© 2005-2012 American Society of Clinical Oncology (ASCO). All rights reserved worldwide.
Results of a clinical trial show that 89% of patients taking imatinib (Gleevec) to treat chronic myeloid leukemia (CML) are alive five years later. This is the longest and largest study of imatinib for newly-diagnosed patients with CML.
In this study, 1,106 patients with untreated, chronic phase CML (the most common phase at diagnosis) received either imatinib or interferon with cytarabine (Cytosar-U), which was the standard treatment when the trial began. None of the patients received previous treatment with chemotherapy.
At five years, the survival of the patients who received imatinib was 89%.The cancer did not move into the more serious accelerated or blast crisis phases in 93% of the patients. During the most recent year of treatment, fewer patients' cancers advanced to the accelerated or blast crisis phases, compared with each of the previous years, providing hope that the longer patients are on the drug, the less likely their disease is to advance.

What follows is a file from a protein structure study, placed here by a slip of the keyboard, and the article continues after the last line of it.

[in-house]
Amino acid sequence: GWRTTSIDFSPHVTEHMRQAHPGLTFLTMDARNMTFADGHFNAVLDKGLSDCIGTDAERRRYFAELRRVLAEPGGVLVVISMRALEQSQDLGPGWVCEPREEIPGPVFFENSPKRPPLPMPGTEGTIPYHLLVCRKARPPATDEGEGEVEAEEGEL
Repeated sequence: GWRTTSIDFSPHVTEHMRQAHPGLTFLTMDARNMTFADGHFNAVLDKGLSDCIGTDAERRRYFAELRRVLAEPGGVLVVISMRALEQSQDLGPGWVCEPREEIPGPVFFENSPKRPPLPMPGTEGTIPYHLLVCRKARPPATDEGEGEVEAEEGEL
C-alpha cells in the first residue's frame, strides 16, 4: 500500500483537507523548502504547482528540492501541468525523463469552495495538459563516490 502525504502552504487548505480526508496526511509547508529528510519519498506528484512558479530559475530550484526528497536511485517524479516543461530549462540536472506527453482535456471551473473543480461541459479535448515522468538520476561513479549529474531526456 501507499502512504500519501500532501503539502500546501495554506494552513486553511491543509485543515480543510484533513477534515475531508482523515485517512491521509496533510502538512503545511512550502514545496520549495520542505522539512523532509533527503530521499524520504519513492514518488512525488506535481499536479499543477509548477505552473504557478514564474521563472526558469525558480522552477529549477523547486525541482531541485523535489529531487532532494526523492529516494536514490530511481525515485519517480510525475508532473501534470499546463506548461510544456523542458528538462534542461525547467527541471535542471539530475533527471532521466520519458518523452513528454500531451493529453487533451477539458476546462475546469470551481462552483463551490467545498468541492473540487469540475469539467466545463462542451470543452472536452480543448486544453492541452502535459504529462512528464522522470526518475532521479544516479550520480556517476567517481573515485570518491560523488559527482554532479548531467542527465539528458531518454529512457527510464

Only 5% of patients discontinued imatinib because of side effects. Severe side effects included rashes, elevated liver enzyme levels, and fluid retention. More common and less severe side effects included puffiness around the eyes, mild nausea, diarrhea, and muscle cramps.
"Our hope is that patients can stay on this drug for an indefinite period," said Brian Druker, MD, Professor of Medicine at Oregon Health and Science University in Portland and lead author of the study. "Although this drug does not completely remove the disease in patients, we're gaining confidence that patients will continue to do well, and that their futures are really quite hopeful."
What This Means For Patients
Previously, CML tended to relapse (return) in many patients after two or three years.
This study provides evidence that imatinib, a pill taken by mouth, continues to effectively treat CML five years after diagnosis with few side effects.